Turning to the Magistrate Judge’s holding that no privilege “protects the facts that support findings,” the Court held this was an incorrect statement of law. Id. Citing the relevant case law, the Court noted that the deliberative process privilege protects facts if they are “so interwoven with the deliberative material” that “the unveiling of factual materials would be tantamount to the publication of the evaluation and analysis of the multitudinous facts conducted by the agency.” Id. Because the Magistrate Judge did not consider whether revelation of the “identified relevant facts” would be tantamount to revelation of the deliberative process, the Court held that her holding was contrary to law.

Next, the Court addressed Chipotle’s request that the EEOC explicitly disclose only those facts that underpin the determinations, and implicitly to exclude those facts that were not pertinent to the decision. The Court rejected this approach, holding that by disclosing the facts on which it based its conclusions, EEOC would be required to provide Chipotle unwarranted insight into how those facts played into the EEOC’s decision-making process, and that the deliberative process privilege protects such a disclosure.

Having found the deliberative process privilege may apply, the Court then analyzed whether Chipotle nevertheless demonstrated that disclosure of the materials was warranted.  Noting that the deliberative process privilege was a qualified privilege, the Court applied the Ninth Circuit’s four non-exclusive factors that courts may consider in determining whether the litigant has met this requirement: “(1) the relevance of the evidence; (2) the availability of other evidence; (3) the government’s role in the litigation; and (4) the extent to which disclosure would hinder frank and independent discussion regarding contemplated policies and decisions.”  Id. (citation omitted).  The Court held that disclosure was not appropriate under this multi-factor balancing test because, perhaps most importantly, the evidence sought was not relevant to this case.  Further, the Court opined that relevant evidence was available to Chipotle through other avenues, including through produced documents from and investigative file, interview notes for four witnesses, and deposition testimony of the interviewees.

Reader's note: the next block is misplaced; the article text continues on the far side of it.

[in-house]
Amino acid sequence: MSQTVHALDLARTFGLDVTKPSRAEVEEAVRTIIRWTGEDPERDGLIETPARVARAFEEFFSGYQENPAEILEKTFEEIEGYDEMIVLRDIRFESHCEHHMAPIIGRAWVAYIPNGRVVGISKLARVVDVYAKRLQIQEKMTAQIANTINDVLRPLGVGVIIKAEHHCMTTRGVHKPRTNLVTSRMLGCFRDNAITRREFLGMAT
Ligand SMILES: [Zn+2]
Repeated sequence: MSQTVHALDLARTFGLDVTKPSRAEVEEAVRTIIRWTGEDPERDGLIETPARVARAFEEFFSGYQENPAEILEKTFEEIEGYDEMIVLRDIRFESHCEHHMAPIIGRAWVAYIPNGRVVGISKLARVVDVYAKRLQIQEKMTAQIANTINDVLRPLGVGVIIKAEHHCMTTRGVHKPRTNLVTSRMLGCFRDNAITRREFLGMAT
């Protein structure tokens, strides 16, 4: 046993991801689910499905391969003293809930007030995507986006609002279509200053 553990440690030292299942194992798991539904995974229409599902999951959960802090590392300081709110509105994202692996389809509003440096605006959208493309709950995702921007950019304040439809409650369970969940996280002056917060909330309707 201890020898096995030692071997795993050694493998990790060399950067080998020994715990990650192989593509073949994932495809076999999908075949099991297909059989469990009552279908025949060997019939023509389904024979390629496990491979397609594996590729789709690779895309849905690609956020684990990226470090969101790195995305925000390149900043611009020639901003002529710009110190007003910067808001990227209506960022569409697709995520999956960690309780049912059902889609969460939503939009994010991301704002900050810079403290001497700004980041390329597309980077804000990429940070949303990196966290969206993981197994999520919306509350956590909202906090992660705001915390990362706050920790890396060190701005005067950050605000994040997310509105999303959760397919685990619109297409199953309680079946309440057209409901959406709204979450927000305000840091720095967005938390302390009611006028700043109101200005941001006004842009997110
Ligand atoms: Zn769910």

Accordingly, the Court held that although “this litigation is serious and the Government is a litigant in the case, these factors do not tip the balance in favor of disclosure given that the requested evidence is irrelevant with respect to the claims and that forcing EEOC to disclose its deliberative process in cases such as this might chill administrative officers from conducting a fulsome investigation in such circumstances.” Id. at *7.The Court thus granted the EEOC’s motion for relief from a non-dispositive magistrate judge order, and held that the EEOC was not required to respond to Topics 10-14.

Implications For Employers

For employer who are embroiled in EEOC-initiated litigation, the discovery process can be challenging in regards to unearthing evidence from the EEOC’s pre-suit investigation. This ruling will not make that task any easier, and the Commission will almost certainly use it in future discovery-related briefing.

Nonetheless, the Court did provide employers with some alternative avenues to discover facts about the EEOC’s pre-suit investigation, for instance, by requesting interview notes and subsequently deposing the interviewees. Employers should thus be creative when crafting discovery strategies in EEOC-initiated litigation.

Readers can also find this post on our Workplace Class Action blog here.